Ban could be in place in just 12 months - but is it a win-win for the environment and businesses?
Ever since the images of seabird chicks choking on plastic straws were aired on Blue Planet II, the days of plastic straws in the UK have been numbered. In April Prime Minister Theresa May announced the government's intention to ban them, along with other "unnecessary" single-use plastic items. And this morning the UK government finally set out its plan for how such a ban could be implemented.
It's not just plastic straws in the firing line. Under the current proposals, plastic-stemmed cotton buds and plastic stirrers would also be outlawed England. Taken together, the government estimates such a ban would eliminate almost seven million individual plastic items from use in England every year, many of which currently get flushed down the toilet and end up polluting our rivers and oceans.
"Our precious oceans and the wildlife within need urgent protection from the devastation throw-away plastic items can cause," Environment Secretary Michael Gove said this morning as he launched the consultation. "I commend retailers, bars and restaurants that have already committed to removing plastic straws and stirrers. But we recognise we need to do more. Today we step-up our efforts to turn the tide on plastic pollution and ensure we leave our environment in a better state than we inherited it."
Environmental campaigners have also welcomed the news. "Our society's addiction to throwaway plastic is fuelling a global environmental crisis that must be tackled," said Greenpeace UK's political adviser Sam Chetan Welsh. "Ministers are doing the sensible thing by looking to ban single-use plastic items that can be easily replaced with better alternatives or that we can simply do without."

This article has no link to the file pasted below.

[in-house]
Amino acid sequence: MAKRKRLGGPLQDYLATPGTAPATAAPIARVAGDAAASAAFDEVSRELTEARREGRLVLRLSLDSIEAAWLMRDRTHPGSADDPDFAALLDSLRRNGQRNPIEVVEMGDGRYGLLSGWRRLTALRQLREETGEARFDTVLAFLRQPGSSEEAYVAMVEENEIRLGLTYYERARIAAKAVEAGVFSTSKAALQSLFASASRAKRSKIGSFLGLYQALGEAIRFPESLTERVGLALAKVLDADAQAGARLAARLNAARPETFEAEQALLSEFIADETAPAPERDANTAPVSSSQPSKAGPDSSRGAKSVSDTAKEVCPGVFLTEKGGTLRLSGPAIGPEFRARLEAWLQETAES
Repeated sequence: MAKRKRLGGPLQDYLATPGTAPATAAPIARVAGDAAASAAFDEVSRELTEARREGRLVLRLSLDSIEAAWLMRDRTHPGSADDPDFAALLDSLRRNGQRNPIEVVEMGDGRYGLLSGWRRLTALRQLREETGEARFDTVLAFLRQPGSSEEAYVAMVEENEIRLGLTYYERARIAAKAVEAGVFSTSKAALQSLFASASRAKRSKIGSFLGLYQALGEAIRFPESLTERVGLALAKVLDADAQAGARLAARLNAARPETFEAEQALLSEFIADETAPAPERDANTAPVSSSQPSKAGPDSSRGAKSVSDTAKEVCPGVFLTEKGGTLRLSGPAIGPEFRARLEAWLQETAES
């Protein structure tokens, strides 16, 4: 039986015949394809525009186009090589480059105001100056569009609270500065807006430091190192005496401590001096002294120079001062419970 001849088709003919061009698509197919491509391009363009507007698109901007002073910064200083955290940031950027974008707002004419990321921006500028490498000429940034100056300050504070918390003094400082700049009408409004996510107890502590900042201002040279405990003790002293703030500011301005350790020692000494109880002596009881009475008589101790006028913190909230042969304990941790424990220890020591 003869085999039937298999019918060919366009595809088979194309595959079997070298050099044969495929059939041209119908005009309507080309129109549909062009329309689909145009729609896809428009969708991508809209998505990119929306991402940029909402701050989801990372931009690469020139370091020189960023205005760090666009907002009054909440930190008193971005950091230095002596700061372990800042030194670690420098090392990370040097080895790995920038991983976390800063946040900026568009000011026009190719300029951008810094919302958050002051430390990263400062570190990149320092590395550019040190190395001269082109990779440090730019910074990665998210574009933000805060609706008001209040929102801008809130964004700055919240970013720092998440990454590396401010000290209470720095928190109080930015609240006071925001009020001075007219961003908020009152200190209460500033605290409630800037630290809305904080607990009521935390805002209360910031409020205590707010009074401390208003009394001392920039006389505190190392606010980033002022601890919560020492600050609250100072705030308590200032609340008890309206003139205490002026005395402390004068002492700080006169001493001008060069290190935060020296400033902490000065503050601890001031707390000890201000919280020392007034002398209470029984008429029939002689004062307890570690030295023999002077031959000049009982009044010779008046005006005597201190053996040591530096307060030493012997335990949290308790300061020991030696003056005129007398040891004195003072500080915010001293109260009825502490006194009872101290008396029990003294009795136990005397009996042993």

Similarly, the release of the consultation was "wholeheartedly welcomed" by the hospitality sector, with Kate Nicholls, CEO of UK Hospitality pointing out that many companies have already taken voluntary action on the issue.
But how will the ban work - and crucially, is it a straight-up win for the environment? The answers to those questions are more complicated than it might first appear.
Firstly, the ban will extend to all plastic straws and stirrers, even those made with biodegradable or compostable plastics, which as the government points out, often require very specific conditions to fully break down and still run the risk of releasing microplastics in oceans and waterways. However, if compostable and biodegradeable plastic technology advances, the government says it would be open to offering "targeted exemptions" in the future.
Meanwhile, some plastic straws would be allowed after the ban enters force for medical reasons, the consultation adds. "The government recognises that there are a number of vital uses for straws particularly for the elderly and disabled, those who might find it difficult to consume drinks due to the impact of a stroke, injury or some other long-term condition, causing significant discomfort," the consultation points out. About 44 million plastic straws could still be in use after the ban for this reason, the government says.
Depending on the responses to the six-week consultation, and other pressures on government and parliamentary time, the ban could be in place by October 2019, the government said. Overall, despite the exemptions, it is expected to dramatically reduce the volume of small plastic objects ending up as litter each year.